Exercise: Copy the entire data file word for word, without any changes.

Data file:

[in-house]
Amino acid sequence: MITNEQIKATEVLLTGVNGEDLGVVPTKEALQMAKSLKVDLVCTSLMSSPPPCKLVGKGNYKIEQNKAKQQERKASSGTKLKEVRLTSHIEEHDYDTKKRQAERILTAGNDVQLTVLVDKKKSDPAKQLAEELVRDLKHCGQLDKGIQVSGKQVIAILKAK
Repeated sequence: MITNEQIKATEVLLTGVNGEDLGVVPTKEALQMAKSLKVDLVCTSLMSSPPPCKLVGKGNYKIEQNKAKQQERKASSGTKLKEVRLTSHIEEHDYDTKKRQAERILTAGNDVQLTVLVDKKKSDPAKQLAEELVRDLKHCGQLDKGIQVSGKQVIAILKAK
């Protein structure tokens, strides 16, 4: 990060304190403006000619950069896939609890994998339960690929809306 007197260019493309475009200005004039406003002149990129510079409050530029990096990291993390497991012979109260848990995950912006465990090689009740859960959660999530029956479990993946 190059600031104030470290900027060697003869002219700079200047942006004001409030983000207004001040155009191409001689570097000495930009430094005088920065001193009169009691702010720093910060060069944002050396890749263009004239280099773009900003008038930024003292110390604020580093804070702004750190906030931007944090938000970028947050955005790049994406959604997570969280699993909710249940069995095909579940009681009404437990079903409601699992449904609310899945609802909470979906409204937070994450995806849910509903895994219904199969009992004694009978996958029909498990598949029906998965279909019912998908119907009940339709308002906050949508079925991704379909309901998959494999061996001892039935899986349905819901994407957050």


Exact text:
[in-house]
Amino acid sequence: MITNEQIKATEVLLTGVNGEDLGVVPTKEALQMAKSLKVDLVCTSLMSSPPPCKLVGKGNYKIEQNKAKQQERKASSGTKLKEVRLTSHIEEHDYDTKKRQAERILTAGNDVQLTVLVDKKKSDPAKQLAEELVRDLKHCGQLDKGIQVSGKQVIAILKAK
Repeated sequence: MITNEQIKATEVLLTGVNGEDLGVVPTKEALQMAKSLKVDLVCTSLMSSPPPCKLVGKGNYKIEQNKAKQQERKASSGTKLKEVRLTSHIEEHDYDTKKRQAERILTAGNDVQLTVLVDKKKSDPAKQLAEELVRDLKHCGQLDKGIQVSGKQVIAILKAK
């Protein structure tokens, strides 16, 4: 990060304190403006000619950069896939609890994998339960690929809306 007197260019493309475009200005004039406003002149990129510079409050530029990096990291993390497991012979109260848990995950912006465990090689009740859960959660999530029956479990993946 190059600031104030470290900027060697003869002219700079200047942006004001409030983000207004001040155009191409001689570097000495930009430094005088920065001193009169009691702010720093910060060069944002050396890749263009004239280099773009900003008038930024003292110390604020580093804070702004750190906030931007944090938000970028947050955005790049994406959604997570969280699993909710249940069995095909579940009681009404437990079903409601699992449904609310899945609802909470979906409204937070994450995806849910509903895994219904199969009992004694009978996958029909498990598949029906998965279909019912998908119907009940339709308002906050949508079925991704379909309901998959494999061996001892039935899986349905819901994407957050």